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Echolyn - Cowboy Poems Free CD (album) cover

COWBOY POEMS FREE

Echolyn

 

Symphonic Prog

3.79 | 126 ratings

From Progarchives.com, the ultimate progressive rock music website

Epignosis
Special Collaborator
Eclectic Prog Team
5 stars Chronicling the various conflicts of America, both domestic and foreign, Cowboy Poems Free is glorious and sometimes downtrodden take on both the big picture and the more common elements of life. Each vignette is treated with respect (although there is a touch sarcasm from time to time), and upon digging into the words, I came away with a sense of awe: Many of these tracks are magnificent tributes to the men and women who have railed against hardship, be it economic or martial. The often grim lyrics are usually juxtaposed with music that evokes an opposite feeling, which unbelievably contributes to the powerful nature of this work.

"Texas Dust" An energetic introduction of a first song, the boys of Echolyn come charging right out of the gates like a sequined cape-wearing rodeo rider. As the dust settles, the beautiful verse begins. The chorus is likewise wonderful; the synthesizer and guitar play their part in a wonderfully melodic way. The soloing in the end is well thought out. This song describes the hardship of the dust bowl, and does so with a callous and yet gentle determination.

"Poem #1" A spiraling synthetic piece bridges the first and second songs.

"Human Lottery" A gritty guitar and some keys get things rocking on this one. It has an extremely catchy vocal melody, and the instrumental section that follows is a bunch of brief solos that are excellently executed. The lyrics here have to do with one man's take on the Great Depression.

"Gray Flannel Suits" I'm pleased as punch with this song. It's about as upbeat as it gets, and the lyrics are outstanding. They describe men going of to work in their "look-a-like" suits. It's a great bit of music, and lots of fun in spite of the context.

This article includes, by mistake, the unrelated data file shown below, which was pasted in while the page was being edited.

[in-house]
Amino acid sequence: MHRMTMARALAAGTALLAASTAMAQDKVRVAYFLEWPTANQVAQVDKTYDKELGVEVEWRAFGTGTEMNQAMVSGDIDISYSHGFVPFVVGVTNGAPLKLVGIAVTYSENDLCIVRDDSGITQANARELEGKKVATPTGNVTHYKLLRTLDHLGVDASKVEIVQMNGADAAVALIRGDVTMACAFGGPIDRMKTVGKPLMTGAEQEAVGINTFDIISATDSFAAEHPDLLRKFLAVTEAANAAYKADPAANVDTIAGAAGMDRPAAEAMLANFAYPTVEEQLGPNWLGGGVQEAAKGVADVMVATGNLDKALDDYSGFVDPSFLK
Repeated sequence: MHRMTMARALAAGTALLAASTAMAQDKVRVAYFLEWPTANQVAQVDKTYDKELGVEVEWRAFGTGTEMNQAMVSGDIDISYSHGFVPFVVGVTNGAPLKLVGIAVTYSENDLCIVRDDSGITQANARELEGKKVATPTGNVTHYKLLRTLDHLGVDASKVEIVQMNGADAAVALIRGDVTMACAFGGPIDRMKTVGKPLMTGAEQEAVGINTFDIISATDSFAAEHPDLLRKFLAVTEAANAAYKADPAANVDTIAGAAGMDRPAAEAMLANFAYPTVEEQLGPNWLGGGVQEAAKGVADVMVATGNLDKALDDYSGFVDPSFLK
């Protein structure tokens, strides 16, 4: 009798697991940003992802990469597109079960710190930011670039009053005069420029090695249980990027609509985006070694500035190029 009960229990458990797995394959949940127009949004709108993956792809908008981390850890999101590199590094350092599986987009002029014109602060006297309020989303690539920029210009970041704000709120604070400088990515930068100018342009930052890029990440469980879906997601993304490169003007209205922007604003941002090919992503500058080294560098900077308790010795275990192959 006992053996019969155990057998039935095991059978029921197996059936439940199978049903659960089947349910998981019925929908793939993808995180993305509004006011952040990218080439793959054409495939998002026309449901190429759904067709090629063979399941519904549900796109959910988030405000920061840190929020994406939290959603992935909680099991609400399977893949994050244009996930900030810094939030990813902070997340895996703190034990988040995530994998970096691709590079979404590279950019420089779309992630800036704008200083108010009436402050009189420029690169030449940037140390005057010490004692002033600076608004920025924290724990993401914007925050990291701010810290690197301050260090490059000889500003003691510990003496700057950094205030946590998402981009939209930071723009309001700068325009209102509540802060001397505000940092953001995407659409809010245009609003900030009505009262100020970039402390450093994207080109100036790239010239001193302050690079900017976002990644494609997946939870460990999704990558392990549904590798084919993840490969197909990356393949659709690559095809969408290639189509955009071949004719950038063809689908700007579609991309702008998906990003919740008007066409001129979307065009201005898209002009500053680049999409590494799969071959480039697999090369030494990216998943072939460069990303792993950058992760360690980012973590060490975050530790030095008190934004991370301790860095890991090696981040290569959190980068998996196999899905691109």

"Poem #2" It sounds like an introduction to a Sting song, but it works are a phenomenal transition.

"High as Pride" My favorite song from this album, the vocals work over soft piano at first; mesmerizing and beautiful music enters. I love everything about this great song, from the excellent and nostalgic chorus, to the brave instrumental section that features synthesizer and slide guitar. The sputtering vocals in the end are likewise outstanding. The lyrics are reflective and insightful.

"American Vacation Tune" This one is another upbeat song with a great string of lyrical sections. The music stays loud about all the way through, with the exception of a spoken word bit in the middle.

"Swingin' the Axe" This is a great hard song about bootlegging during Prohibition. Given my affinity for drink, it's probably no matter of curiosity as to how I feel about that period in our country.

"1729 Broadway" A depressing song about a man away from his family, who would "give a year" of his life to see the children, this is a beautiful one even if it is rather despondent.

"Poem #3" Tranquil acoustic guitar and saxophone with sparingly played drums make up the third interlude.

"67 Degrees" A song about a sailor away from home, the lyrics are elegant even if the music is a bit harsh. This song is also very good, even if not quite as memorable.

"Brittany" An epistolary song relaying both mundane news and encouragement from a brother to a young man named Rueben away during World War II, this one has several layers of sound, and while not as easy to follow as the other tracks, carries on in heartrending way. The chorus is jaw-dropping: "When the whole world is another world away, you live your life waiting for words from yesterday. Ball and chained to a cause that keeps us free, you live your life waiting at blessed Brittany." That's something to think about.

"Poem #4" The only "poem" with lyrics, the words describe the consequences of war that the living face.

"Too Late for Everything" The horrors of World War I trench warfare betray the lovely, gentle acoustic music. The protagonist tells of yellow gas, trench foot, his buddy being killed mid-sentence, and in the end, he finds some cigarettes by a dead soldier- a small, very small consolation.

Epignosis | 5/5 |

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